*Always consider the biological or ecological implications of your statistical assumptions.*

In the introductory lesson on data distributions, we used data from this paper on raptor responses to prescribed fire to demonstrate how using the gamma distribution produces evidence that Swainson’s Hawks are attracted to prescribed fires, but using the normal distribution does not indicate a non-zero effect.

Although I did the statistics for that paper, I have mixed thoughts on whether I took the proper approach.
When applying the gamma distribution, one makes a big assumption: No negative values.
In this case, that means that we assumed that *there would never be fewer Swainson’s Hawks during a burn than before it*:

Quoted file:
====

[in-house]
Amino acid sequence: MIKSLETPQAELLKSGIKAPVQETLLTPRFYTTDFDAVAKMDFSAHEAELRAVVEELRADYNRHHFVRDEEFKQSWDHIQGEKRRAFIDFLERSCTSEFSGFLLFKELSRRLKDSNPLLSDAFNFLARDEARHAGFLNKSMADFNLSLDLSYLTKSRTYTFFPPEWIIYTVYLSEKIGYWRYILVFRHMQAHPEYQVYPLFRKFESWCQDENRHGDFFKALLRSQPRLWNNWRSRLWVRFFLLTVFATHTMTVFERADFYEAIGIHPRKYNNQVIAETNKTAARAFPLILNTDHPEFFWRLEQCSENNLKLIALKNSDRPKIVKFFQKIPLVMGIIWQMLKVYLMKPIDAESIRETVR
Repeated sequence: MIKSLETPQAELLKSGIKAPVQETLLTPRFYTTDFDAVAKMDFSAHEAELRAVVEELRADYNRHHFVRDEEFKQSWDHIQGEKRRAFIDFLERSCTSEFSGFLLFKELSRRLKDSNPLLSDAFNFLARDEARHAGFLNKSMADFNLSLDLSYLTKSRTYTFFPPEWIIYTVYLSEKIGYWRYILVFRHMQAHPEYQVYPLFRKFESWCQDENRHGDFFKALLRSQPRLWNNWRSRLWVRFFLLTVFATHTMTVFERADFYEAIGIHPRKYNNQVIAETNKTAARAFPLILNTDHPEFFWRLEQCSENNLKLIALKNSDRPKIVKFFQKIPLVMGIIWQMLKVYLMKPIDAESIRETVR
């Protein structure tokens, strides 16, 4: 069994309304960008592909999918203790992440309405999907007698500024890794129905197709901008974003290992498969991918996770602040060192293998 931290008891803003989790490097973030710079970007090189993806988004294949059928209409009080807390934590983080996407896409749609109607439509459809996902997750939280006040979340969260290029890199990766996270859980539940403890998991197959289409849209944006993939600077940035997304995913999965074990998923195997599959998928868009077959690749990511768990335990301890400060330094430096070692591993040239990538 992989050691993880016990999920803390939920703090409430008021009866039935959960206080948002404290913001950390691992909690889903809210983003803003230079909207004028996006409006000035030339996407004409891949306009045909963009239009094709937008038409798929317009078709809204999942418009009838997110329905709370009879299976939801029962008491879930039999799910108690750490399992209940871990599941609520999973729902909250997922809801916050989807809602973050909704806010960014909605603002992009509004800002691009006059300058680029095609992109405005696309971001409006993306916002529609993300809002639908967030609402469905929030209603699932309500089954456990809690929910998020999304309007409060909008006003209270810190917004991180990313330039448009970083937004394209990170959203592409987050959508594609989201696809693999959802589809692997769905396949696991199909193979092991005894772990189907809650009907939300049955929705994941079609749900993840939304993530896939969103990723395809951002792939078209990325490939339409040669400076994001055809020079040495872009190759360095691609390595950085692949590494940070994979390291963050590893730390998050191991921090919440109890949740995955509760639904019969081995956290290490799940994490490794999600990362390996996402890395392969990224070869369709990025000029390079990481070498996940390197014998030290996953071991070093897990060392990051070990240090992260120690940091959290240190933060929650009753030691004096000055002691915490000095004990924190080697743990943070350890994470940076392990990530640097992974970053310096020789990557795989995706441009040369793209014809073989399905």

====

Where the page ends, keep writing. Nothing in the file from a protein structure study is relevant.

- On one hand, this seems fair, since the observed data never showed an instance of fewer SWHA during than before:

- On the other hand,
*other species did*:

It is clearly biologically possible that negative values can occur, just as the normal distribution predicts.

The data don’t include many observations, and it is a bold claim to suggest that no amount of additional sampling would turn up the few slightly negative values the normal distribution predicts should be out there. By applying the gamma distribution, we (I) effectively made this claim.